All of grain-based foods should share the pride evident last week in New York when the U.S. pasta industry played host to World Pasta Day. The event, which has been held annually around the world by the International Pasta Organization since 1995, was hosted by the National Pasta Association and Oldways.

In a keynote presentation, Peter Smith, chief executive of New World Pasta Co., described the remarkable recovery in pasta sales in the past year. Despite sharp price increases, pasta volume climbed solidly.

"There has been no negative pricing elasticity in this business," he said. In fact, he noted that pasta ranked No. 1 among all supermarket categories in unit volume growth and No. 2 in dollar growth. Prompted in significant measure by the weak economy and more eating at home, consumers have "rediscovered" pasta, he said.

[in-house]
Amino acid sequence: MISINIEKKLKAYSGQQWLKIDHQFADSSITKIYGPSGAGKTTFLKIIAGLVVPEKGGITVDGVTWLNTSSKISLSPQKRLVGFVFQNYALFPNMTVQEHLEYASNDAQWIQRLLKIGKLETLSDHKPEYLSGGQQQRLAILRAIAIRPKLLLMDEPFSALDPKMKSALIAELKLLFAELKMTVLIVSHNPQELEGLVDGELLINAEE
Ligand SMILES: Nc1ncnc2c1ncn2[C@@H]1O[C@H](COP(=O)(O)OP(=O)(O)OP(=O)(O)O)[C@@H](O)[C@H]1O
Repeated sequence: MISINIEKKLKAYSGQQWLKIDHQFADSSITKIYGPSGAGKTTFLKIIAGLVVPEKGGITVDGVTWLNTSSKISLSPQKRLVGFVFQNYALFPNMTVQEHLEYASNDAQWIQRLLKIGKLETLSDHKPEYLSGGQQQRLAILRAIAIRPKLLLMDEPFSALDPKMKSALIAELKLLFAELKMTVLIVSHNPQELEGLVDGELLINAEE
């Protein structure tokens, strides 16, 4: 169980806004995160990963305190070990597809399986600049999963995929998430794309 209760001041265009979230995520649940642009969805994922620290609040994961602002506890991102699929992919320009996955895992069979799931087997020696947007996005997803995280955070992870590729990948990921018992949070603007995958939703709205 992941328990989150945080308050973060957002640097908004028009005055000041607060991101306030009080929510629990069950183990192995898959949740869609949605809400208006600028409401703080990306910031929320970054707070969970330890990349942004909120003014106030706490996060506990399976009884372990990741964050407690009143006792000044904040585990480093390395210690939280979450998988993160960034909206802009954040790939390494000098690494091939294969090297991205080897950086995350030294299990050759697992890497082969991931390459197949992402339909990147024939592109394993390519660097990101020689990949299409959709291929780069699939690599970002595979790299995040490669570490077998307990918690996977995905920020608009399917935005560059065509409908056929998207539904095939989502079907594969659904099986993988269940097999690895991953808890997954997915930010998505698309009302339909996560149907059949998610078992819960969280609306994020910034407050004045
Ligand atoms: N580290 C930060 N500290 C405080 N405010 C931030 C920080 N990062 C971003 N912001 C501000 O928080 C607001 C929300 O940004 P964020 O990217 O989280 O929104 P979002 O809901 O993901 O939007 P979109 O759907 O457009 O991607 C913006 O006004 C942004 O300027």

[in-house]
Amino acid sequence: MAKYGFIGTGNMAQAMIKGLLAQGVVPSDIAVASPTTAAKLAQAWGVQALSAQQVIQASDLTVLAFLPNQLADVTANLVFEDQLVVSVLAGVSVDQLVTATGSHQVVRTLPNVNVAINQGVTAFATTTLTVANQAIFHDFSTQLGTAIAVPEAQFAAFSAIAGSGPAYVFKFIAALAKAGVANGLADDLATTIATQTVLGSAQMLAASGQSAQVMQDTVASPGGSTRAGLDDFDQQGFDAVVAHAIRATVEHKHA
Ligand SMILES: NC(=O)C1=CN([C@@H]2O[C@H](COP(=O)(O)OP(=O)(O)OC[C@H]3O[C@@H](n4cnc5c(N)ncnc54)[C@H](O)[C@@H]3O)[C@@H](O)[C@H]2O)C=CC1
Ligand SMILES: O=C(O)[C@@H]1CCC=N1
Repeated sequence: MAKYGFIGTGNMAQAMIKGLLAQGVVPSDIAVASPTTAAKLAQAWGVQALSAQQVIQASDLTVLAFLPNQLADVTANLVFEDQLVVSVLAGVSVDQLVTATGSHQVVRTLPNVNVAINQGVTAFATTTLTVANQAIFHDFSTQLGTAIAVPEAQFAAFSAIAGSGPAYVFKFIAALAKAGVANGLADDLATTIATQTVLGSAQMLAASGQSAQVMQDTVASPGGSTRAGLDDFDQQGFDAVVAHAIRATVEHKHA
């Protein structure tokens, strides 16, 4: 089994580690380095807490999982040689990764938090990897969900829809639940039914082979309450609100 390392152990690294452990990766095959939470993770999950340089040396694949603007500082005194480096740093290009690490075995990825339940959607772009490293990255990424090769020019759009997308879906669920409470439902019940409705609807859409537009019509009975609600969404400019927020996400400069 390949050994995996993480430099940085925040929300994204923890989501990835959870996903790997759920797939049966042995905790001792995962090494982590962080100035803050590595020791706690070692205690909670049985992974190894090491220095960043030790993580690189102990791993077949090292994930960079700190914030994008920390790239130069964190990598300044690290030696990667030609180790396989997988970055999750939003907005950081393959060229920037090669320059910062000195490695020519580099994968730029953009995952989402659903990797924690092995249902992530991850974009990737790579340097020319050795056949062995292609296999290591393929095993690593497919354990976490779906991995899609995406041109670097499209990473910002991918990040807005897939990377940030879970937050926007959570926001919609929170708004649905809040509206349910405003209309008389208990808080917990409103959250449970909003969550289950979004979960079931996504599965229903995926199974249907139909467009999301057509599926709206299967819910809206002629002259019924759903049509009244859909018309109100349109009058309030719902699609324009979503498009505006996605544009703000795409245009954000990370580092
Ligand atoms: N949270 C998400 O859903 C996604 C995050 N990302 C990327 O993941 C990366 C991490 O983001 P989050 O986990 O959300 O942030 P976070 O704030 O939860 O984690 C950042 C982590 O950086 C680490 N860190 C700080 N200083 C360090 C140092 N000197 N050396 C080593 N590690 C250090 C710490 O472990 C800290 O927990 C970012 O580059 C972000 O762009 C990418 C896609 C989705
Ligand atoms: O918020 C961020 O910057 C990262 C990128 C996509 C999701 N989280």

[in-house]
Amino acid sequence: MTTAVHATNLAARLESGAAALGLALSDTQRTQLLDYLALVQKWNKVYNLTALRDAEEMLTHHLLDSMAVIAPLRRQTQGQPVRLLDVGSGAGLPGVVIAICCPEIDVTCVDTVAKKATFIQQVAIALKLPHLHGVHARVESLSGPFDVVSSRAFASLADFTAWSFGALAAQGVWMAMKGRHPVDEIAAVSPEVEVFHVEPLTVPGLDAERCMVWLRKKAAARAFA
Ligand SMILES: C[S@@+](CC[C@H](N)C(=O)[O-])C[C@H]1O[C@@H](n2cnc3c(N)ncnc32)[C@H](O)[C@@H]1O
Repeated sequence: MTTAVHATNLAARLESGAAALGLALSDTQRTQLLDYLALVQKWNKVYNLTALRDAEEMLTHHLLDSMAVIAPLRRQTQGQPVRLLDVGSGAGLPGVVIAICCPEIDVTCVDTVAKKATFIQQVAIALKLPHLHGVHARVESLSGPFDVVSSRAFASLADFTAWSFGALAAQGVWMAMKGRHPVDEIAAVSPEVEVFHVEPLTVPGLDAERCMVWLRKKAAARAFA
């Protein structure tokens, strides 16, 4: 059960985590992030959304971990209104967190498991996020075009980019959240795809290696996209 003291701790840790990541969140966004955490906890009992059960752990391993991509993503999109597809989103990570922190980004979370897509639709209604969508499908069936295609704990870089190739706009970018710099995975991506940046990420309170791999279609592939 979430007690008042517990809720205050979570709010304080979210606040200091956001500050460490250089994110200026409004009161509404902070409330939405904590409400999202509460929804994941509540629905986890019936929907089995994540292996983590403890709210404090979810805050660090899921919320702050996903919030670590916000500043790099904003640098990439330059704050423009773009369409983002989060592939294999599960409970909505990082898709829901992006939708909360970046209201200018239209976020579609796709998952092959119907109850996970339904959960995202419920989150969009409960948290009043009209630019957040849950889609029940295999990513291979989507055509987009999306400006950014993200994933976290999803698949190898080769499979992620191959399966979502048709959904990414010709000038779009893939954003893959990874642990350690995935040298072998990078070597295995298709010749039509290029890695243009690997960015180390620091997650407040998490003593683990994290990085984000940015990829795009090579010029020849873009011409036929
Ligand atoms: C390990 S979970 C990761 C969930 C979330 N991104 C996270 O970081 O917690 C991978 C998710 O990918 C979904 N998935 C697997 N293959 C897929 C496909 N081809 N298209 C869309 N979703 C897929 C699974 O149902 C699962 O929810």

An audience of 200 representing 13 countries attended the event.

A durum miller in attendance summarized the event well.

"The tenor was very positive," he said. "Most people in the business know how ugly it was five or six years ago and have an appreciation for what is happening now. But the exuberance was tempered by the earlier bad experience."

The paths to recovery taken by pasta and commercial baking in the years since the Atkins boom have differed significantly, but there are many commonalities in the experiences of the two industries. For bakers, the pasta makers’ New York celebration should be catalyst to explore anew ways for baking and pasta to work together to sustain the sectors’ positive momentum.